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Tuesday, March 17, 2009

Empresario venezolano condenado a 4 años de prisión en caso del maletín

Empresario venezolano condenado a 4 años de prisión en caso del maletín

Venezuelan businessman sentenced to 4 years in prison for valise case

El empresario venezolano Franklin Durán fue sentenciado el lunes a cuatro años de prisión por cargos de actuar ilegalmente como agente del gobierno de Venezuela en un esfuerzo por encubrir el origen y el destino de un maletín con $800,000 incautado en Argentina.

Venezuelan businessman Franklin Duran was sentenced Monday to four years in prison for charges of illegally acting as a Venezuelan agent in order to hide the origin and destination of a valise with $800,000 seized in Argentina.

Vestido con una camisa caqui de prisionero y visiblemente pálido, Durán no reaccionó ante el fallo que se apartó ostensiblemente de los 13 años que minutos antes había pedido el fiscal del caso, Tom Mulvihill.

Dressed in a khaky prison shirt and visibly pale, Duran did not react during the sentencing apart from the ostensible 13 years minutes before the prosecutor Tom Mulvihill had asked for in the case.

Investigation of "dirty money"case does not end here.

Just what game was President Chavez of Venezuela playing by sending the cash during the election campaign of current President Christina Kirchner of Argentina?

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Monday, March 16, 2009

North Korea I: Clear and Present Danger to Global Security

Dangerous DPRK

The Democratic People's Republic of Korea (DPRK) a/k/a North Korea is another clear and present danger to global security like Iran. The nuclear genie out of the bottle worries global security planners and observers alike.

North Korea is nuclear and is testing long-range missiles to deliver these payloads while sharing (selling) its technology with other pariah regimes across the globe like a nuclear reactor in Syria.

Who leads the DPRK?

The DPRK is a mysterious country cloaked in secrecy, opaqueness, and intrigue. Its Juche philosophy - extreme self-reliance and sacrifice for the North Korean state - remains its guiding body of principles. After the collapse of the Soviet Union, Pyonyang has become more militarily bellicose and politically isolated.

An apparent ailing Kim Jong-il has sparked a leadership crisis for the regime amidst its confrontation with its neighbors and the US over its nuclear program. Its economy is moribund. The populace "continues to suffer from prolonged malnutrition and poor living conditions." Its military, winner of most state resources, is poised to unleash a scorching artillery and missile barrage on South Korea and overrun its familiar nation.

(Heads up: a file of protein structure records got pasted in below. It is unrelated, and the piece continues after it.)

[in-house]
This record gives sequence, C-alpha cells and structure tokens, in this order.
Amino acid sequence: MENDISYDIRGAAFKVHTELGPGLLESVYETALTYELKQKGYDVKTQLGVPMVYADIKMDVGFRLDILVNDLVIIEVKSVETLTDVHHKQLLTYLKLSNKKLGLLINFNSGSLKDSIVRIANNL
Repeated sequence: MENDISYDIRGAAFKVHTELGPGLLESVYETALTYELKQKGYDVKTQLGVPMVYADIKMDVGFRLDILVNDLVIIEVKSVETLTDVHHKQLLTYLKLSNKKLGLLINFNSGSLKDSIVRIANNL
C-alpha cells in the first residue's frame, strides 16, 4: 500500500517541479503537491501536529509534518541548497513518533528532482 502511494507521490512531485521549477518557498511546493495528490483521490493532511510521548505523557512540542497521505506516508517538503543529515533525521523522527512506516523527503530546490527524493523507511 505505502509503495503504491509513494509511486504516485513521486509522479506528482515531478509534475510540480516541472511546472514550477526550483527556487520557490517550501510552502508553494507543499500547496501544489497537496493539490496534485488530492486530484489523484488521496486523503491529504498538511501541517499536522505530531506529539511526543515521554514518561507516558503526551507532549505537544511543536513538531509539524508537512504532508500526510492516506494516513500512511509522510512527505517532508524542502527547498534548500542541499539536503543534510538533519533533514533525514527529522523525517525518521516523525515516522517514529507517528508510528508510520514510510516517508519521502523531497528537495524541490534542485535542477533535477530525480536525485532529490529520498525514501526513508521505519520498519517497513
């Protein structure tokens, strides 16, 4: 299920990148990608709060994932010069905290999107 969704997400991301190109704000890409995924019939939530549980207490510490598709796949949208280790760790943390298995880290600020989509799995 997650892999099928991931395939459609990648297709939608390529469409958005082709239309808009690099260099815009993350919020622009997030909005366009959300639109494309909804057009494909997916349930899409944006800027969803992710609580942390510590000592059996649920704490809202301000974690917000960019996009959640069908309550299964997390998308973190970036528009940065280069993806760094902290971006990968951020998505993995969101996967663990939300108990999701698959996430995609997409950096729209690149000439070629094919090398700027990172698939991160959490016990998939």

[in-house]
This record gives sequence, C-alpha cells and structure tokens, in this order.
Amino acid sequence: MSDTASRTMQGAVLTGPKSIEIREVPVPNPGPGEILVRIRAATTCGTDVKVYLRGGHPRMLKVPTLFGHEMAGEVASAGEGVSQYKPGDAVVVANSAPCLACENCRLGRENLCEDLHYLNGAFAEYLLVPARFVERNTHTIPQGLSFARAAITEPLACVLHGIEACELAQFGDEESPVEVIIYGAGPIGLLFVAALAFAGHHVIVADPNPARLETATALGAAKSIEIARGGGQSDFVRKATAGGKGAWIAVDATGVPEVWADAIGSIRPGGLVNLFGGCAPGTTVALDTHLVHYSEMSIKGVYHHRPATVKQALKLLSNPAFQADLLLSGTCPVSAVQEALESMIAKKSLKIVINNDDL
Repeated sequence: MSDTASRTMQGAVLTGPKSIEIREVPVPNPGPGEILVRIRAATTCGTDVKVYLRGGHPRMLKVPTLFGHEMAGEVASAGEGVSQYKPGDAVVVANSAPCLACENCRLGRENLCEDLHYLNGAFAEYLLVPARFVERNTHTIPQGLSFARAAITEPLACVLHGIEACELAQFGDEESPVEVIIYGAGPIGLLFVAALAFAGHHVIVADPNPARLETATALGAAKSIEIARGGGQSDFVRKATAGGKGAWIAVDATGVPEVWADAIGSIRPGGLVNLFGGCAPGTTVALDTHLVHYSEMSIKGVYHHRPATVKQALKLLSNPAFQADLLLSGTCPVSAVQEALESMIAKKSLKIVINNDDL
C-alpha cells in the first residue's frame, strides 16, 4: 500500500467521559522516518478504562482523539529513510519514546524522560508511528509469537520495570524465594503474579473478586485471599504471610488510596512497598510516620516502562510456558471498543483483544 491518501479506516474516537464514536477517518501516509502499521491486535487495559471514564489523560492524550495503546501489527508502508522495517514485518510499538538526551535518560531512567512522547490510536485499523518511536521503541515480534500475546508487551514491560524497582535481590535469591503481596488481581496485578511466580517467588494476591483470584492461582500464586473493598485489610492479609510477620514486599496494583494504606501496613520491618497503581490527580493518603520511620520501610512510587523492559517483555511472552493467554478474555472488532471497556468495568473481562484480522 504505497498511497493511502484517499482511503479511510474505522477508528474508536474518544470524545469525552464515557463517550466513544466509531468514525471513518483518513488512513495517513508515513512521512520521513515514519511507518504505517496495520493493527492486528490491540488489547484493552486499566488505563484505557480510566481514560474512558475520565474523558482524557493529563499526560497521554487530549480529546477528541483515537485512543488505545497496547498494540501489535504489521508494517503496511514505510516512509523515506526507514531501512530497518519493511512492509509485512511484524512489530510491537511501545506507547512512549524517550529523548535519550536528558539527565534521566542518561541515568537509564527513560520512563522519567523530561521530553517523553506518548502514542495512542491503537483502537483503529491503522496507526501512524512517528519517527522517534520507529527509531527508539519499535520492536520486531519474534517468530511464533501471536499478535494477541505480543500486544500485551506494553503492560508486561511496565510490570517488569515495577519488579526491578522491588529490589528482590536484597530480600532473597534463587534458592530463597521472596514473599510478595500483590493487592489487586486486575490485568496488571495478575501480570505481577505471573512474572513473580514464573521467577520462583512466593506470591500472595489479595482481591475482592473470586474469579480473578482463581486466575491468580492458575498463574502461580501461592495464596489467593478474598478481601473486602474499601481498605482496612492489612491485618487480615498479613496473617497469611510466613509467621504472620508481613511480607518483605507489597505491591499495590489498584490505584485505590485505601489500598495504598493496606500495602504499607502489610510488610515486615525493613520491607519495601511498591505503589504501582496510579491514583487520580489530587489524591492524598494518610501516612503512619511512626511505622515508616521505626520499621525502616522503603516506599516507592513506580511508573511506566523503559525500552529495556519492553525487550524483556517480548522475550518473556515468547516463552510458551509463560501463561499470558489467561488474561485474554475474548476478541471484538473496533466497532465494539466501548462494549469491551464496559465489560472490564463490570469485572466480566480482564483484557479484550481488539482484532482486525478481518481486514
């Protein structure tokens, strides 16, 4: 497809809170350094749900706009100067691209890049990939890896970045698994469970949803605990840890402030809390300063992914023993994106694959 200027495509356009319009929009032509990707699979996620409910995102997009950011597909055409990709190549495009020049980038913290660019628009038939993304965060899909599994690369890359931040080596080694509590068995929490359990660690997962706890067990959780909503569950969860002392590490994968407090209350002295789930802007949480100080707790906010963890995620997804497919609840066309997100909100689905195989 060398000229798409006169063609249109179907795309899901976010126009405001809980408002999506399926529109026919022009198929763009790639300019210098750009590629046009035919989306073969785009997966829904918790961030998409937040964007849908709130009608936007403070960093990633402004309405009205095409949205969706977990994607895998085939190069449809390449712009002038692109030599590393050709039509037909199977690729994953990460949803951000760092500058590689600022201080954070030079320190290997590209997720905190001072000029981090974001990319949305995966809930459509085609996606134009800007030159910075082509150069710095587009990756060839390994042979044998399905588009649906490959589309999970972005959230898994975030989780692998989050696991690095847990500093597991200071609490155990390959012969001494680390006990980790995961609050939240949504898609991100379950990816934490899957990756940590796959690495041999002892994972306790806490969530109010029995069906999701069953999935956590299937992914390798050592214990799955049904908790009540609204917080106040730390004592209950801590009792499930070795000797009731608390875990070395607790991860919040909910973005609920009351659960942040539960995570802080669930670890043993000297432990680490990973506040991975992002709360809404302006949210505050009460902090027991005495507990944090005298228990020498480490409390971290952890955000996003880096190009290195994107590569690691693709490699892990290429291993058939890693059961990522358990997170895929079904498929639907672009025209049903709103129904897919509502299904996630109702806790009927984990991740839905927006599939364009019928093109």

What next for the DPRK?

A wounded animal fights to the death. The DPRK is spiraling downward for either a hard or soft landing. Its fragility however is no reason to recoil from the difficult task ahead. Our next post examines the military situation on the Korean peninsula and in our third post we discuss the red lines for a policy cracking the Korean chestnut that vexes global security policy makers.

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US shoots down Iranian spy drone |

US shoots down Iranian spy drone |

Iran remains an immediate threat to Mid East security and increasingly to global security because of its aggressive nuclear and long-range missile programs. The negative regime in Tehran is not easily deterred and no credible force has yet to step forward to directly oppose its lethal designs. The US may leave Iraq; Iran will not.

Report: Cuba, Venezuela could host Russian bombers

credit:DND Handout Photo

Report: Cuba, Venezuela could host Russian bombers

Back to the Cold War?

When US President Obama visited Canada in his first trip abroad in late February, Canadian fighters intercepted two Russian Tu-95 bombers in an increasing show of strength off the North American coastline.

The Russian-Cuban-Venezuelan connection must be taken seriously.

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Wednesday, March 11, 2009

Commuting Cuba's Embargo

credit: AP

The new Obama Administration in Washington has raised high hopes about imminent changes in international policy on a host of issues.

The tiny state of Cuba still figures in a prominent way in the US international policy calculus. The Cuban exile community is politically potent and savvy. The country's geographic proximity is another concern.

Since Fidel Castro marched triumphantly into Havana in 1959, a Cold War has raged between the two hemispheric neighbors filled with mutual suspicion and high drama including almost triggering the nuclear trip wire in the Missile Crisis with the former Soviet Union.